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[User Picture]From: poliphilo
2007-06-10 11:43 am (UTC)
I left Wales out of the equation because the relationship between Wales and England is so much less clear cut. Wales was never a kingdom the way England and Scotland were/are. Would a separate Wales be a viable nation the way Scotland so clearly would? I just don't know.

So basically I'm pleading ignorance here.
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[User Picture]From: poliphilo
2007-06-10 01:13 pm (UTC)
There's shared history, too, I suppose- which includes in the case of the English and the Scots long centuries of emnity.

I think small nations are a good idea- on the principle that the more local a government is the more answerable it is to its people- but I would also like to see the small nations "glued" into much larger confederations.

My choice for my own country would be for the UK to be dissolved, but for its constituent nations to be fully integrated members of a federal Europe.
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[User Picture]From: qatsi
2007-06-10 01:35 pm (UTC)
Whatever 'Britishness' is, I'm sure it doesn't involve having a national day. Tea, cricket, steam engines, and world maps coloured pink, with a glorious permanence of nostalgia and, like Bagpuss, a bit frayed at the seams - that's Britishness, isn't it?

I find it difficult to distinguish it from 'Englishness': to me, they are de facto the same, but I guess that's because 'Britain' (the UK) is effectively a takeover by England of the rest (more or less) of the British Isles.

Brown seems to have a thing for 'Britishness': I presume it serves two purposes - to attack the prospect of Scottish independence (which would make his premiership untenable) and to keep the Tories (more or less the English National Party, whatever Cameron might say) at bay.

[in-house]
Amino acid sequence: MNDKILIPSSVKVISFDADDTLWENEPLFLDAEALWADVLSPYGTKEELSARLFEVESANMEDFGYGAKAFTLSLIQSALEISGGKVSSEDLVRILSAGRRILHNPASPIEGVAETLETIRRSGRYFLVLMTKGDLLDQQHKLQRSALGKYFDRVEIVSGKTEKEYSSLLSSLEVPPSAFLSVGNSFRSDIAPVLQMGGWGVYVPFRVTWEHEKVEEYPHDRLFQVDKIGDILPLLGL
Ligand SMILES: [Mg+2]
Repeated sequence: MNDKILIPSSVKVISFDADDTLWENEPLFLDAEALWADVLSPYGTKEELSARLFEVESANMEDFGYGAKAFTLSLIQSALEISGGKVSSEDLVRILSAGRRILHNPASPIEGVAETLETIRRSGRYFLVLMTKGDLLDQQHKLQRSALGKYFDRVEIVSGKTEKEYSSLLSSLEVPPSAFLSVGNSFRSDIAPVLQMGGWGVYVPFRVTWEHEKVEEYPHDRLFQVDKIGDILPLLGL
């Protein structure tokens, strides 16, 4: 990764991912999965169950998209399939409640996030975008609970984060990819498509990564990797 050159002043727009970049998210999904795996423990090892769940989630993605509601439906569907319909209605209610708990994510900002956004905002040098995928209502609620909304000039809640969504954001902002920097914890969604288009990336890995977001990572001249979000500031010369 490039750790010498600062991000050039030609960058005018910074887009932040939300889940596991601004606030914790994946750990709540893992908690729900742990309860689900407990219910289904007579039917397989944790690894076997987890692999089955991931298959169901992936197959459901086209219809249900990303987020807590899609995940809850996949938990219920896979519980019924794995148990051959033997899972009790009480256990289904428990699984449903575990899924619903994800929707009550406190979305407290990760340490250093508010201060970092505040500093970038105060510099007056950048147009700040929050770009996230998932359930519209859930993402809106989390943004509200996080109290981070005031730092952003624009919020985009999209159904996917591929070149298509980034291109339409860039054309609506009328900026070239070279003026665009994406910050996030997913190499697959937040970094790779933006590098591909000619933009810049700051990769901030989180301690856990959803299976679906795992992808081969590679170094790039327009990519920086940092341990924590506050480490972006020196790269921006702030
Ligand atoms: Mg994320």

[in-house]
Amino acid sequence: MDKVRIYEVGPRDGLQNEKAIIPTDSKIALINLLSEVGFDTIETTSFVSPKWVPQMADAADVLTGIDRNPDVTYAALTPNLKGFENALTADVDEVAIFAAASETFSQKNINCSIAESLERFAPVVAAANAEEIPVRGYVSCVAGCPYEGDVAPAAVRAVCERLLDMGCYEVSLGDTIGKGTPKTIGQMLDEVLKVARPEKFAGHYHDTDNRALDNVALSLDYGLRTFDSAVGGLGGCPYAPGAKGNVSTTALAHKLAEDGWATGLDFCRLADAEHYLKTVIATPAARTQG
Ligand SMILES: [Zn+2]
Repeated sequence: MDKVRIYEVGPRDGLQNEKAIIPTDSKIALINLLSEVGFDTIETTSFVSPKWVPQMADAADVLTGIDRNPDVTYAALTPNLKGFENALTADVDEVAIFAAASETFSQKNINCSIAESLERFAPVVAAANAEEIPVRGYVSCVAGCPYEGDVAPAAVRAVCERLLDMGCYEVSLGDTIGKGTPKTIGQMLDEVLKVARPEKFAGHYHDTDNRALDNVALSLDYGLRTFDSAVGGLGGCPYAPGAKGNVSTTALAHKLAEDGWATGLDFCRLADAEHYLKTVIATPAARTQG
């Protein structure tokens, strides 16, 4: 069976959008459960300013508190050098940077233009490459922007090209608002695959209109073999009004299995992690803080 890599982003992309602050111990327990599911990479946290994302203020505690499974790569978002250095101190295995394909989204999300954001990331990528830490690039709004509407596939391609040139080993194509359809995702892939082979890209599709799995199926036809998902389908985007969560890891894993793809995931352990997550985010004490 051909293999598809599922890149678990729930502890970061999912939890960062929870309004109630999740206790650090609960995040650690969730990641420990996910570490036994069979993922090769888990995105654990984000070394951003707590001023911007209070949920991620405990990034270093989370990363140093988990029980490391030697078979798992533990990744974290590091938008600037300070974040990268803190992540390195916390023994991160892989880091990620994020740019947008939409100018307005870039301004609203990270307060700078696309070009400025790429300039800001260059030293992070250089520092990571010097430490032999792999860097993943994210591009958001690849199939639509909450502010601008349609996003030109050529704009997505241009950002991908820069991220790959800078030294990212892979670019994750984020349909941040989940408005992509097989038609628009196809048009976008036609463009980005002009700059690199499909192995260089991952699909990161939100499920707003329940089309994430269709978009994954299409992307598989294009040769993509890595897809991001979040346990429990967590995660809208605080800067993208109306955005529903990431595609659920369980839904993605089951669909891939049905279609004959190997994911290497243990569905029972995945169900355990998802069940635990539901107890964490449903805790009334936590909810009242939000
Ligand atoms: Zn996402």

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[User Picture]From: poliphilo
2007-06-10 02:56 pm (UTC)
None of the traditional icons of Britishness really connects with who we are today. Modern Britain is urban, post-imperial, multicultural- a nation in transition. I don't think we honestly know who or what we are- and I'm not sure it matters.

Gordon Brown can go boil his head.

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[User Picture]From: happydog
2007-06-10 09:30 pm (UTC)
Rule Brittania is out of bounds/To my mother, my dog and clowns...

When I think of Britishness I inevitably think of music, because a lot of British music has had a serious impact on me, and I really very often think of Ray Davies, "Village Green Preservation Society" and "Arthur: Or, The Rise and Fall of the British Empire." Is that exceptionally lame of me?
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[User Picture]From: currawong
2007-06-11 04:07 am (UTC)
I never think of anyone as British ... I see them as English, Scottish, Welsh or Irish. I think they should have their own governments and form a loose association like The Commonwealth. i think that in exchange for constitutional guarantees for the protestant minority, northern ireland should be handed over to Ireland and England should cut and run and let the Irish sort it out.
Of course, her Maj will be a problem ..." ...but I was crained Queen of the United Kingdom, Phillip ...what will happin to the Hice of Windsor? ...it's the thin edge of the wedge"
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[User Picture]From: poliphilo